The techniques are being extended by pharma scientists. Melissa Gomez and colleagues at GlaxoSmithKline in North Carolina, US, have used Dart to monitor the progress of chemical reactions by analysing the reaction mixtures. They sampled these regularly by dipping the closed end of a glass capillary in the mixture and placing it in the gas stream. The technique is promising but is still in its early stages.   

’There are many factors to consider when comparing it with other sources, such as finding the ’’sweet spot’’ [ensuring the gas jet hits the sample], ion suppression, and effects of temperature, substrate and the solvent in which the compound is dissolved,’ says Gomez. The principal advantage is time saving and Gomez envisages such instrumentation eventually being located within synthetic chemists’ laboratories to support reaction monitoring and purification efforts. ’Analysis time could be decreased as much as 10-fold,’ she predicts.   


Novel ways to trap ions   


Source: © Thermo Electron

In the Orbitrap, ions orbit around a spindle-shaped electrode

Mass spectrometry is going through a phase of rapid development, partly driven by proteomics and metabolomics research, which demands high performance at low cost.    

One piece of equipment to emerge on the market recently is the Orbitrap, developed by Alexander Makarov at Thermo Electron in Bremen, Germany. This traps ions radially around a central spindle electrode within a barrel-shaped electrode, without the use of a magnet. Mass/charge values are measured from the frequency of harmonic ion oscillations along the axis of the spindle. The size of a walnut, the mass analyser provides high mass accuracy, high mass resolution and high sensitivity.    

In its LTQ orbitrap mass spectrometer, Thermo Electron has coupled the analyser to a linear ion trap (LIT). LITs confine ions in two dimensions along the axis of the analyser, rather than in three dimensions as in conventional ion traps, to provide improved capacity, trapping efficiency and scan speed.    

LITs are currently available as stand-alone systems or as part of hybrid instruments in combination with triple quadrupoles, the Orbitrap analyser, or Fourier transform ion cyclotron resonance cells.   

Counterfeit chemistry   

Real-life applications of Desi and Dart are springing up around the world. For example, Facundo Fernandez from Georgia Institute of Technology, US, and colleagues in the US, UK, Thailand and Lao PDR have investigated intact counterfeit antimalarial tablets seized in southeast Asia. Fake tablets containing replacement ingredients in place of the active component artesunate have led to at least one documented death. Reduced amounts of artesunate in the tablets render them ineffective but some may still give positive results in the standard colorimetric test.   

In normal mode, Desi gave [M+Na]+and [M+NH4]+adducts (M is the molecular ion) and much fragmentation, but adding dodecylamine (DDA) to the Desi solution, in a mode dubbed reactive Desi, produced strong [M+DDA+H]+adducts of artesunate with high ion yields and no fragmentation. The signals depend on artesunate concentration, allowing tablet contents to be determined once matrix effects and other factors have been studied.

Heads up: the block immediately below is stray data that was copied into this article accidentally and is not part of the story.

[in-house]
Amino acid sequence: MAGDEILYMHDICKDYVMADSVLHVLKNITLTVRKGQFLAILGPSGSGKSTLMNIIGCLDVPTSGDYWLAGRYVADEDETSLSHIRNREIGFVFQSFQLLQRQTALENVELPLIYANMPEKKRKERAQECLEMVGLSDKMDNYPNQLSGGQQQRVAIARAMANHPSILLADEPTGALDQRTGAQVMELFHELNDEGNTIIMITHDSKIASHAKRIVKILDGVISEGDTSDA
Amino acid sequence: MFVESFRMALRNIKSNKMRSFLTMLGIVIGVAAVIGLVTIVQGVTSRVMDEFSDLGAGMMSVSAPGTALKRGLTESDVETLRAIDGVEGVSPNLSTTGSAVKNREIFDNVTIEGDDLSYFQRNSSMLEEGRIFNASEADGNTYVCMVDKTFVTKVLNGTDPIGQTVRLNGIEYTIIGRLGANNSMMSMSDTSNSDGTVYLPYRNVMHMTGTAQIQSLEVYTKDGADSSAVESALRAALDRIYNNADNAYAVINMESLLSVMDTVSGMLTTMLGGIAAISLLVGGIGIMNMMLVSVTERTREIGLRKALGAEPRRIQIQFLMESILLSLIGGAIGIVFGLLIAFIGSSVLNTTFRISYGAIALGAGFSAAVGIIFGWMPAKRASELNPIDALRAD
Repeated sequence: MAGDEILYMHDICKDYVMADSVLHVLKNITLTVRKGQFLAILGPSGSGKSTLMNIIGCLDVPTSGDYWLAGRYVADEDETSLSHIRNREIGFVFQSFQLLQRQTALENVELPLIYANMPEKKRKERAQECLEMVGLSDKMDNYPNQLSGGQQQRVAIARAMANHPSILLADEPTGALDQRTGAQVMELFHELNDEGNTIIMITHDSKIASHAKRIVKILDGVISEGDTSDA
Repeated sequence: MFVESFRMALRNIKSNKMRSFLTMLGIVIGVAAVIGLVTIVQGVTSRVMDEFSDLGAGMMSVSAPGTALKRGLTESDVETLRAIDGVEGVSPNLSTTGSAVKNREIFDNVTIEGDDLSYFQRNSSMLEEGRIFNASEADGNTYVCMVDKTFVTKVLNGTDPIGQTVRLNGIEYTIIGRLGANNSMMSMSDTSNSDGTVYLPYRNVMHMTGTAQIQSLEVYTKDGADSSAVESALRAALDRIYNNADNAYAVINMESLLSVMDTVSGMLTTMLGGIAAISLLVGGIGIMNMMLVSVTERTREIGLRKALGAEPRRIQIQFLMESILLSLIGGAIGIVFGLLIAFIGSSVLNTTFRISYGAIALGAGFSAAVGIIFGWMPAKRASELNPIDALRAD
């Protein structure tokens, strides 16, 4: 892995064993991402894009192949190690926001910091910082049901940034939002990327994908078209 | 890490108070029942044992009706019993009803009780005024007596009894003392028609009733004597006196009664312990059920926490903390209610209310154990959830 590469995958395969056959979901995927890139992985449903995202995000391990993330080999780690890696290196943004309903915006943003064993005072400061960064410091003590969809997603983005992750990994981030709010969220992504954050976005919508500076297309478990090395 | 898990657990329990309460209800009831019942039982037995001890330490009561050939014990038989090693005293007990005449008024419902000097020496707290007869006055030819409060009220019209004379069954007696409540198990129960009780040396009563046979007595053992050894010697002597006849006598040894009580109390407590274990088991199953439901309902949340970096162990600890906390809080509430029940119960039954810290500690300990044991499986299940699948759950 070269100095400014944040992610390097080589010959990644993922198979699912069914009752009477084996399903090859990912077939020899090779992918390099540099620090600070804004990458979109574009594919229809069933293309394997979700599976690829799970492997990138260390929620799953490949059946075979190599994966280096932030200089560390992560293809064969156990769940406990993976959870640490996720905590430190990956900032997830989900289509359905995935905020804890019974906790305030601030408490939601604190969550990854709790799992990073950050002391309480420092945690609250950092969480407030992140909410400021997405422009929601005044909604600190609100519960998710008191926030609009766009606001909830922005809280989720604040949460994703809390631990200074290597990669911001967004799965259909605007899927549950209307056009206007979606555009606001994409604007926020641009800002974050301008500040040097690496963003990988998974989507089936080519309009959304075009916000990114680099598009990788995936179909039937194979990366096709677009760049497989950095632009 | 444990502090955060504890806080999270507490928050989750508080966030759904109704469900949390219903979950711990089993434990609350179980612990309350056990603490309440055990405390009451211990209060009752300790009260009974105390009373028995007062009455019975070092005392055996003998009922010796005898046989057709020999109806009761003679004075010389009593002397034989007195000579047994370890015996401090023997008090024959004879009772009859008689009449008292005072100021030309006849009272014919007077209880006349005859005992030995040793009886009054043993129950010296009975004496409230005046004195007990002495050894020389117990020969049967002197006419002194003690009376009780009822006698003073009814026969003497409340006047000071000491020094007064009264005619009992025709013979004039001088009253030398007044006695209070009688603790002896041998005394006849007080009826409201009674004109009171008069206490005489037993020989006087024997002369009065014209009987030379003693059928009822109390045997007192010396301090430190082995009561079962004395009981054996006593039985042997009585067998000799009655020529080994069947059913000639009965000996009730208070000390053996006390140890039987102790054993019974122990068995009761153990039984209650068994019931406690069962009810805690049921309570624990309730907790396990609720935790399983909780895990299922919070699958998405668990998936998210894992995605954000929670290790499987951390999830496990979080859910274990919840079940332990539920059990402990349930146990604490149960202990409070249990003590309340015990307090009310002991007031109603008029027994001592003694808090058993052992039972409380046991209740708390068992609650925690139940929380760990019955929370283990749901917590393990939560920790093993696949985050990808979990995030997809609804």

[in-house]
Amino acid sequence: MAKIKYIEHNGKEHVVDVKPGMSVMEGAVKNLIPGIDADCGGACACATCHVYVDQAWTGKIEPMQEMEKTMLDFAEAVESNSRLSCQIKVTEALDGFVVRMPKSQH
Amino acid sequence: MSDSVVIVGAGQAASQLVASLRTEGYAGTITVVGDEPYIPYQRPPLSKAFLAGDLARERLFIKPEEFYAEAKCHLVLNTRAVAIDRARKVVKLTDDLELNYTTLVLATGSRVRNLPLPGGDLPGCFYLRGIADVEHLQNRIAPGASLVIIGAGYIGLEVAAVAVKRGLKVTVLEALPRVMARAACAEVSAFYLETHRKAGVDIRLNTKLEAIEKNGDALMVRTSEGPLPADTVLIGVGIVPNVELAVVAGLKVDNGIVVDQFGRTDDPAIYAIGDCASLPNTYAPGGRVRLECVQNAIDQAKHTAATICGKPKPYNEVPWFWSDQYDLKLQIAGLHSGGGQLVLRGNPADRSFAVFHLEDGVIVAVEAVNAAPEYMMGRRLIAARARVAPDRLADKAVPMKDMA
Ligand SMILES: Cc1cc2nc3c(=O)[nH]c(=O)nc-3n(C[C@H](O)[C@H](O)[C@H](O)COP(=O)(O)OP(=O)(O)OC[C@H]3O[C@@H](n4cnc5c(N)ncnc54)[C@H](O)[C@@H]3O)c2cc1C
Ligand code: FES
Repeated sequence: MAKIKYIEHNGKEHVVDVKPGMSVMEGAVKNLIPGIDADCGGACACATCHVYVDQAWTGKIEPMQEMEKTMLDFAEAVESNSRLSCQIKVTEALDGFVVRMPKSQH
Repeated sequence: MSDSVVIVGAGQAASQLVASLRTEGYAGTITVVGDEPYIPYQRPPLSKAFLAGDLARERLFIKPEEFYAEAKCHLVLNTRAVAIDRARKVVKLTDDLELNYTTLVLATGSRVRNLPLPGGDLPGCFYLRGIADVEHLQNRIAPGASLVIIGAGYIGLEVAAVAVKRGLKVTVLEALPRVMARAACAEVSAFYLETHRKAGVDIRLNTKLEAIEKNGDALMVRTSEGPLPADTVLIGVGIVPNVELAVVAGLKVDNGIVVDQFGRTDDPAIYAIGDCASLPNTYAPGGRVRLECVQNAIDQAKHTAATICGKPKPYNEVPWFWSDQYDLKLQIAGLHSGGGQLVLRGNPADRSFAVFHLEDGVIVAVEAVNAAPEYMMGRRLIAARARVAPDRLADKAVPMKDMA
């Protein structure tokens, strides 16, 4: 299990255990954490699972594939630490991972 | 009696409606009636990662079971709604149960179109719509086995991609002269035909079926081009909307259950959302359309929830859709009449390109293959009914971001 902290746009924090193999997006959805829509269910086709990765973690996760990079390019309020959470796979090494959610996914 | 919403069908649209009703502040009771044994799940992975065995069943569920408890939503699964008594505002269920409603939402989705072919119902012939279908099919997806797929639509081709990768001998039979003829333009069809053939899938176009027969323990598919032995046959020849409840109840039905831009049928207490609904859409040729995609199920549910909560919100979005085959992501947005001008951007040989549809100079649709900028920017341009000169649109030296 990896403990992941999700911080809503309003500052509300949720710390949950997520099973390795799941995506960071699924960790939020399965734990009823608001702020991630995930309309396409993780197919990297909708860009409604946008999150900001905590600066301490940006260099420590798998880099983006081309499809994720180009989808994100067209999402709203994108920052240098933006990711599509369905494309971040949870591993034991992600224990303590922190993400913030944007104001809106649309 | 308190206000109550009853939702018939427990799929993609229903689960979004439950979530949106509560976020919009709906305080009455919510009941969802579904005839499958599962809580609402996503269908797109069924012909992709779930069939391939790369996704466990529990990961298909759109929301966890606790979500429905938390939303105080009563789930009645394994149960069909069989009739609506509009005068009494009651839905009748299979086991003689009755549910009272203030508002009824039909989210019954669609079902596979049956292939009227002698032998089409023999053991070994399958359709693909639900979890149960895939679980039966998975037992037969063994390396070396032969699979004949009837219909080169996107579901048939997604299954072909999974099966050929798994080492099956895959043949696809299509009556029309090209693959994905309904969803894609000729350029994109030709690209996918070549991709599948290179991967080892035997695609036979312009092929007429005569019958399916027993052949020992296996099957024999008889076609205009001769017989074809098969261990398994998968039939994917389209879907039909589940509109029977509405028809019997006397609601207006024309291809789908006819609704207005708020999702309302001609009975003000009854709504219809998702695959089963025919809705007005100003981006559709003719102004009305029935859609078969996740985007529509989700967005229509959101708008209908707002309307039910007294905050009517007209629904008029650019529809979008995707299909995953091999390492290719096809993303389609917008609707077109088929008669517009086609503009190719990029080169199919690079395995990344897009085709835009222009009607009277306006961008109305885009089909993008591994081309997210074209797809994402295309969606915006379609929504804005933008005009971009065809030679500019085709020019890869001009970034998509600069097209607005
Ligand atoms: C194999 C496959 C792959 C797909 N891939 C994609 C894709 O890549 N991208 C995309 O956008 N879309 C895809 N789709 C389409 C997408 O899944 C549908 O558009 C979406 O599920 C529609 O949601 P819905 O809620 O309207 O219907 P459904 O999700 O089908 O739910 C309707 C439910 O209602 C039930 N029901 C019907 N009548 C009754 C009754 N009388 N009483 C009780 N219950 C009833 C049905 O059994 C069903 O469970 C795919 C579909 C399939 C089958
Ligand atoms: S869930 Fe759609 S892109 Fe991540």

Adding ammonia to the gas stream in reactive Dart gave strong [M+NH4]+adducts for artesunate. Using high resolution time of flight mass spectrometry, the researchers detected adulterants in fake tablets without sample preparation in a few seconds, an improvement in speed of two orders of magnitude compared with liquid chromatography-mass spectrometry. The additives were found to include analgesics such as acetaminophen and the first-generation antimalarials chloroquine and sulfadoxine/pyrimethamine that are now ineffective against malaria.    

The US Drug Enforcement Administration (DEA) is using Desi mass spectrometry to analyse rapidly counterfeit tablets, cannabinoid-containing foods and drug-related material from cannabis and khat plants. Sandra Rodriguez-Cruz from the DEA agrees that the principal advantage is time saving compared with traditional techniques such as gas chromatography-mass spectrometry (GC-MS) and IR spectroscopy. ’For use as evidence in a court case, accurate mass data is not necessary but it should be demonstrated that Desi MS data matches that from an authenticated standard, taken under identical instrumental conditions,’ she says. ’It takes some practise for new users to get used to the technique, but once they have tried it they love it. The hardest part has been to explain the principles of Desi, and electrospray for that matter, to scientists that have been doing GC-MS all their lives.’   

Jeffrey Leibowitz and colleagues at the FBI at Quantico, US, have tested Dart on many types of chemicals and physical evidence representing different types of analyte and surface, including banknote dye on clothing, pesticide pellets, controlled drugs and nitro explosives. For trace analysis of complex matrices such as blood plasma, they have used simple sample preparation to concentrate the target analytes. With microextraction in a packed syringe, detection limits reached parts-per-billion levels.